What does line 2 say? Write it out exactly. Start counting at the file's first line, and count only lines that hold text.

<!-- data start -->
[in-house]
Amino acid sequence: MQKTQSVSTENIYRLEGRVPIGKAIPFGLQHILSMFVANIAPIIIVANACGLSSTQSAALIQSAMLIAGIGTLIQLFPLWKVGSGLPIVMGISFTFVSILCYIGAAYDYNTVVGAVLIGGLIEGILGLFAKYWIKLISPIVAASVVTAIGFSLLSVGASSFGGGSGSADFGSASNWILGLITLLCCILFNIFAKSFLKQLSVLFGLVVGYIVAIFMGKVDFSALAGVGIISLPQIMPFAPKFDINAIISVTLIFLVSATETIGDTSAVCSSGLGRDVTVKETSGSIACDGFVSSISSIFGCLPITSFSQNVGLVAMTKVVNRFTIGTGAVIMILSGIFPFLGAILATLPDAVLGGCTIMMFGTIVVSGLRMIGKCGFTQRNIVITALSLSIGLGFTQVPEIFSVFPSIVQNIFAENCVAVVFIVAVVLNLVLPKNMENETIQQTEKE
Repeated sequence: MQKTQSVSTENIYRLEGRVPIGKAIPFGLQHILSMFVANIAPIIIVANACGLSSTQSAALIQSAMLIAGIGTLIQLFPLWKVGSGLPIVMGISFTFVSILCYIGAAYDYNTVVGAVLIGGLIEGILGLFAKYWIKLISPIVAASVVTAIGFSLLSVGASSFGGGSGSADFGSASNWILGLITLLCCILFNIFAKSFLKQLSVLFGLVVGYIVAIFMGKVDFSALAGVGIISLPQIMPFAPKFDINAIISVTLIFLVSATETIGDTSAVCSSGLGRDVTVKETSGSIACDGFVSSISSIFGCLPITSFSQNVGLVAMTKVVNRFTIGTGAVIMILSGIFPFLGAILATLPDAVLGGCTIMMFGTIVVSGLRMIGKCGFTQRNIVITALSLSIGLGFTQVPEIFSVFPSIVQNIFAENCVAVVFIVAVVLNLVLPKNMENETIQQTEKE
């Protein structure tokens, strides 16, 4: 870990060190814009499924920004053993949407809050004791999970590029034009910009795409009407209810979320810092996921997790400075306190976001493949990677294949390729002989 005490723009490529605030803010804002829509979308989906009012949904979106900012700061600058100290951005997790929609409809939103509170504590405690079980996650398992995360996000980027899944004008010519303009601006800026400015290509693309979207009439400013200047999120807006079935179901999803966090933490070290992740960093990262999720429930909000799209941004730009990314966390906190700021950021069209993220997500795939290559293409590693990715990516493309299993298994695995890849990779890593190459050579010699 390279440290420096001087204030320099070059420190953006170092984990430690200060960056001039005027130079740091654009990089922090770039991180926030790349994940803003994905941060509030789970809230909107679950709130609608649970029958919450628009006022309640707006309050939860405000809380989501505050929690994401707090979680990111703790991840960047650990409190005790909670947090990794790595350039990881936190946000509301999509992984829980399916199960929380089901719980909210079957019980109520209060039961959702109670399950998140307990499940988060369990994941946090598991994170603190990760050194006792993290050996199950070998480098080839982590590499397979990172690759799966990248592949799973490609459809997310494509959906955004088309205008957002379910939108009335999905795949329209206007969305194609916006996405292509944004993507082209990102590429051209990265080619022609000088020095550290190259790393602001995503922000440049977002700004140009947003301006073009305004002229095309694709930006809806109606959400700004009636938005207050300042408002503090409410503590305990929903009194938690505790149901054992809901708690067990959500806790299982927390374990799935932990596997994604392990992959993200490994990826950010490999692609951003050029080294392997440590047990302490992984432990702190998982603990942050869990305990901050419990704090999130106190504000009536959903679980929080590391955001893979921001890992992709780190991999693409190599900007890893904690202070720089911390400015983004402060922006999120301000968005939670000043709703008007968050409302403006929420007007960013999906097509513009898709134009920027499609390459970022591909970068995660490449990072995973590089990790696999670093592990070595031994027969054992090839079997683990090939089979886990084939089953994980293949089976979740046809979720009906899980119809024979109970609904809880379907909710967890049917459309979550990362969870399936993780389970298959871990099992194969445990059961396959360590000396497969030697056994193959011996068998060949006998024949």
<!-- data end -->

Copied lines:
Amino acid sequence: MQKTQSVSTENIYRLEGRVPIGKAIPFGLQHILSMFVANIAPIIIVANACGLSSTQSAALIQSAMLIAGIGTLIQLFPLWKVGSGLPIVMGISFTFVSILCYIGAAYDYNTVVGAVLIGGLIEGILGLFAKYWIKLISPIVAASVVTAIGFSLLSVGASSFGGGSGSADFGSASNWILGLITLLCCILFNIFAKSFLKQLSVLFGLVVGYIVAIFMGKVDFSALAGVGIISLPQIMPFAPKFDINAIISVTLIFLVSATETIGDTSAVCSSGLGRDVTVKETSGSIACDGFVSSISSIFGCLPITSFSQNVGLVAMTKVVNRFTIGTGAVIMILSGIFPFLGAILATLPDAVLGGCTIMMFGTIVVSGLRMIGKCGFTQRNIVITALSLSIGLGFTQVPEIFSVFPSIVQNIFAENCVAVVFIVAVVLNLVLPKNMENETIQQTEKE